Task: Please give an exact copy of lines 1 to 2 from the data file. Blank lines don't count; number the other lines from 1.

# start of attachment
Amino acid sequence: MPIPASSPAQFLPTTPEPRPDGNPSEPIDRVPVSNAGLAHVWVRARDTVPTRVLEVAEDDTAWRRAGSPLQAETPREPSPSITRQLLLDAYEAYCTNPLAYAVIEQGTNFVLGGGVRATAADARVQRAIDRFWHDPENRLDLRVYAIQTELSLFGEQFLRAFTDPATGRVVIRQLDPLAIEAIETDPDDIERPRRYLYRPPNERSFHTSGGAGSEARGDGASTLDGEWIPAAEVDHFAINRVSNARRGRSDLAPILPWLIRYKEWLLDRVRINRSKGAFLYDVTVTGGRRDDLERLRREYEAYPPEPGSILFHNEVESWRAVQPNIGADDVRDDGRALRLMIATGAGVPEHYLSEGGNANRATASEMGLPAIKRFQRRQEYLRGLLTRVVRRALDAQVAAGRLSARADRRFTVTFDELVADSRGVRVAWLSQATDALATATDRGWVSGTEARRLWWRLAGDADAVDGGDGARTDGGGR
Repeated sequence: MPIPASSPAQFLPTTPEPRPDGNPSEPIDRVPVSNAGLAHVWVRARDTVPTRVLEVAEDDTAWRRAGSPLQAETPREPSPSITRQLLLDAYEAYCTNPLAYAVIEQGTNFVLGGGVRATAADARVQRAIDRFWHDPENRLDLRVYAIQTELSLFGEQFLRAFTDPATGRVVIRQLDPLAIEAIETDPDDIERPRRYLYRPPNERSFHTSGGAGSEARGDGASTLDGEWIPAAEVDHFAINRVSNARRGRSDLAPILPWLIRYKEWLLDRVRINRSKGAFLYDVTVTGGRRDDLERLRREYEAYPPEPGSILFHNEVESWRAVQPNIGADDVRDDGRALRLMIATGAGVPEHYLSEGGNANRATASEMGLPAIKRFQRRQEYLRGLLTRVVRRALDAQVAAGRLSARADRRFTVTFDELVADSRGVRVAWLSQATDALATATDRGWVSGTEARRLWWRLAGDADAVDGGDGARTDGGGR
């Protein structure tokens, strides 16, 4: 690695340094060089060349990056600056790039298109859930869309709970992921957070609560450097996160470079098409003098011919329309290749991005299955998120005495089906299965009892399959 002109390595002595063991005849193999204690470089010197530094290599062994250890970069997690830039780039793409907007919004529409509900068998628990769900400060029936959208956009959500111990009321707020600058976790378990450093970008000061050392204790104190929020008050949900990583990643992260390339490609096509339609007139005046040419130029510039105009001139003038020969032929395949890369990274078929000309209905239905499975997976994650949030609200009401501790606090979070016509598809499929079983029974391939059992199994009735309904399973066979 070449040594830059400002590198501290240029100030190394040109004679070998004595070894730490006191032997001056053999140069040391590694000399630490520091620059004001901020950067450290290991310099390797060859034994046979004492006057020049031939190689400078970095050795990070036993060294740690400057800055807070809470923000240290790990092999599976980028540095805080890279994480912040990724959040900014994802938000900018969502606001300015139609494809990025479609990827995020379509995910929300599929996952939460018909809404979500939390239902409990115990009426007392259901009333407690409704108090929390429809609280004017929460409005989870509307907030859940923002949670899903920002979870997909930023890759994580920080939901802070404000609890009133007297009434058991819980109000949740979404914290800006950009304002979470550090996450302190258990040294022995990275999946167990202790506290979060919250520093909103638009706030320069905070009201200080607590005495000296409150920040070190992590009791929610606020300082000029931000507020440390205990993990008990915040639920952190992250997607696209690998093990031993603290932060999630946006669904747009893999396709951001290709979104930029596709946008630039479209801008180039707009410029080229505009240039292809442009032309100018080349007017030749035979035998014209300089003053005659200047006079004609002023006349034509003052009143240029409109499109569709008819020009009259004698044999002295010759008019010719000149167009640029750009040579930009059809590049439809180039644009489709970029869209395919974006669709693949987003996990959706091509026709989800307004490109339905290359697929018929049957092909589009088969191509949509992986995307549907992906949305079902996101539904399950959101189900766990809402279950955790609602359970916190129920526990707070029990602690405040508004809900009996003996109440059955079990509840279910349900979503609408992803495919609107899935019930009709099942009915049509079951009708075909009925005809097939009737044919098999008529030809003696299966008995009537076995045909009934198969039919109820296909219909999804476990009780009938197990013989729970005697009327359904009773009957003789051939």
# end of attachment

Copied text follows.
Amino acid sequence: MPIPASSPAQFLPTTPEPRPDGNPSEPIDRVPVSNAGLAHVWVRARDTVPTRVLEVAEDDTAWRRAGSPLQAETPREPSPSITRQLLLDAYEAYCTNPLAYAVIEQGTNFVLGGGVRATAADARVQRAIDRFWHDPENRLDLRVYAIQTELSLFGEQFLRAFTDPATGRVVIRQLDPLAIEAIETDPDDIERPRRYLYRPPNERSFHTSGGAGSEARGDGASTLDGEWIPAAEVDHFAINRVSNARRGRSDLAPILPWLIRYKEWLLDRVRINRSKGAFLYDVTVTGGRRDDLERLRREYEAYPPEPGSILFHNEVESWRAVQPNIGADDVRDDGRALRLMIATGAGVPEHYLSEGGNANRATASEMGLPAIKRFQRRQEYLRGLLTRVVRRALDAQVAAGRLSARADRRFTVTFDELVADSRGVRVAWLSQATDALATATDRGWVSGTEARRLWWRLAGDADAVDGGDGARTDGGGR
Repeated sequence: MPIPASSPAQFLPTTPEPRPDGNPSEPIDRVPVSNAGLAHVWVRARDTVPTRVLEVAEDDTAWRRAGSPLQAETPREPSPSITRQLLLDAYEAYCTNPLAYAVIEQGTNFVLGGGVRATAADARVQRAIDRFWHDPENRLDLRVYAIQTELSLFGEQFLRAFTDPATGRVVIRQLDPLAIEAIETDPDDIERPRRYLYRPPNERSFHTSGGAGSEARGDGASTLDGEWIPAAEVDHFAINRVSNARRGRSDLAPILPWLIRYKEWLLDRVRINRSKGAFLYDVTVTGGRRDDLERLRREYEAYPPEPGSILFHNEVESWRAVQPNIGADDVRDDGRALRLMIATGAGVPEHYLSEGGNANRATASEMGLPAIKRFQRRQEYLRGLLTRVVRRALDAQVAAGRLSARADRRFTVTFDELVADSRGVRVAWLSQATDALATATDRGWVSGTEARRLWWRLAGDADAVDGGDGARTDGGGR